Medical marijuana commission votes to ban advertising, as companies call regulations a “gross overreach” and vow to fight it in Annapolis; data finds that two-decade old energy deregulation failed to produce promised lower prices for consumers; Kirwan education panel suggests $4.4 billion in additional K-12 spending within 10 years; after heavy storms, cleanup of Bay debris continues; Arundel County Exec Pittman to rejigger citizens advisory panel on development; top Annapolis lobbying firm sees changes at the top; and latest buyouts hit Sun, smaller papers.
Maryland’s congressional delegation asks General Motors to reconsider closing White Marsh plant or at least return $100 million grant; lawmakers also meet with UM over football program, problems; Comptroller Franchot says new system will mean faster tax returns; state women’s prison finds benefits from healthier food for inmates; Montgomery considers way to stop Gov. Hogan from widening Capital Beltway; Washington County businesses seek to loosen reins on Sunday alcohol sales; new State House senators, delegates begin two-day orientation; as Maryland emoluments suit against President Trump continues, documents, sources reveal Saudis booked 500 nights at Trump Hotel following election; and conservative radio talker Les Kinsolving dies at 90.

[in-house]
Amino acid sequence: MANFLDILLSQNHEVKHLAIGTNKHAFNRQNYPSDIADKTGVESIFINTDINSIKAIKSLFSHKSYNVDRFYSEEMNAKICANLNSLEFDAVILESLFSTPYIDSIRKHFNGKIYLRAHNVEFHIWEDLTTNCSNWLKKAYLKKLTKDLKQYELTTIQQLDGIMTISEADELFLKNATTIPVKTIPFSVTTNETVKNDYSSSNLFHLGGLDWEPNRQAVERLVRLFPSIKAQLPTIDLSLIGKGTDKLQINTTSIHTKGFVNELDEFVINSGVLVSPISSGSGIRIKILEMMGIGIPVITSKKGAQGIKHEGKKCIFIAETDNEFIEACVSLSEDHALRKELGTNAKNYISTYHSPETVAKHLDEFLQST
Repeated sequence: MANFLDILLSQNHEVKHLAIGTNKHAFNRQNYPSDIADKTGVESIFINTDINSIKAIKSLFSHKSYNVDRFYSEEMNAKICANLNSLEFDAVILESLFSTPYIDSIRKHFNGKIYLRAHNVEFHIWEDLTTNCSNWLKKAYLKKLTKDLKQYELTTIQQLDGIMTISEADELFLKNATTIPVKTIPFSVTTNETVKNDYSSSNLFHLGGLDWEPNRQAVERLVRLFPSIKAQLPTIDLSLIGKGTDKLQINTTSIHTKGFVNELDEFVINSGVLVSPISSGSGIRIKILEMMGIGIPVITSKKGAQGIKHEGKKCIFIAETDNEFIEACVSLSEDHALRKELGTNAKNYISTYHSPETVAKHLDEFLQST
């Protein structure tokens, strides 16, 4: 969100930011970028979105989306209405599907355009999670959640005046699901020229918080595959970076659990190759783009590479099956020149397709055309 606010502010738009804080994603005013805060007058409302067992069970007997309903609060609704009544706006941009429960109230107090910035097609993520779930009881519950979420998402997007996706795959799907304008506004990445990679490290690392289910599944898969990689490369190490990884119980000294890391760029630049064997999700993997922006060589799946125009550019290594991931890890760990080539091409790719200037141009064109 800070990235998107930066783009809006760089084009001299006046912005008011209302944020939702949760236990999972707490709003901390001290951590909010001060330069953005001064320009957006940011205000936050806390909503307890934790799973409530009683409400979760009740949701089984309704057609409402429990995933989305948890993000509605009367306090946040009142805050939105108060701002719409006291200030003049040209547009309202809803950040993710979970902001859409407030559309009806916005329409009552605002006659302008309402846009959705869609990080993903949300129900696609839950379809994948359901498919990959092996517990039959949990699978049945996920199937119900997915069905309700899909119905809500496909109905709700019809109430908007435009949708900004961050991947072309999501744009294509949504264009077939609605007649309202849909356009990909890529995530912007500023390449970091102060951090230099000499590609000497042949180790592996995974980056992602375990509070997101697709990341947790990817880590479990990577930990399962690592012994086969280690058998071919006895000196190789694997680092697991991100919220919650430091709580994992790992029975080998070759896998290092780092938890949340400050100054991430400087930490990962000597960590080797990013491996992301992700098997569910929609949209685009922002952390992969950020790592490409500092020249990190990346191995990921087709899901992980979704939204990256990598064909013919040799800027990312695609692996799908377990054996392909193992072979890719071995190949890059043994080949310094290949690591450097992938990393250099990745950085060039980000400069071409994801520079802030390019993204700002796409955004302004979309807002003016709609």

State reveals simplified public school performance ranking system, using stars. More than half received either four or five stars, with 3% receiving lowest ranking, many in Baltimore City; study also tracks excessive school absences; rankings outlined for Arundel, Baltimore City; Frederick, Harford, Montgomery and Washington County schools; Gov. Hogan says redrawing the 6th Congressional District, without adoption, may be enough to satisfy court; Comptroller Franchot urges lawmakers to create rainy day fund for anticipated windfall; two electioneering complaints filed against delegate-elect; and in Maryland-D.C. emoluments suit, dozens of subpoenas issued for Trump businesses.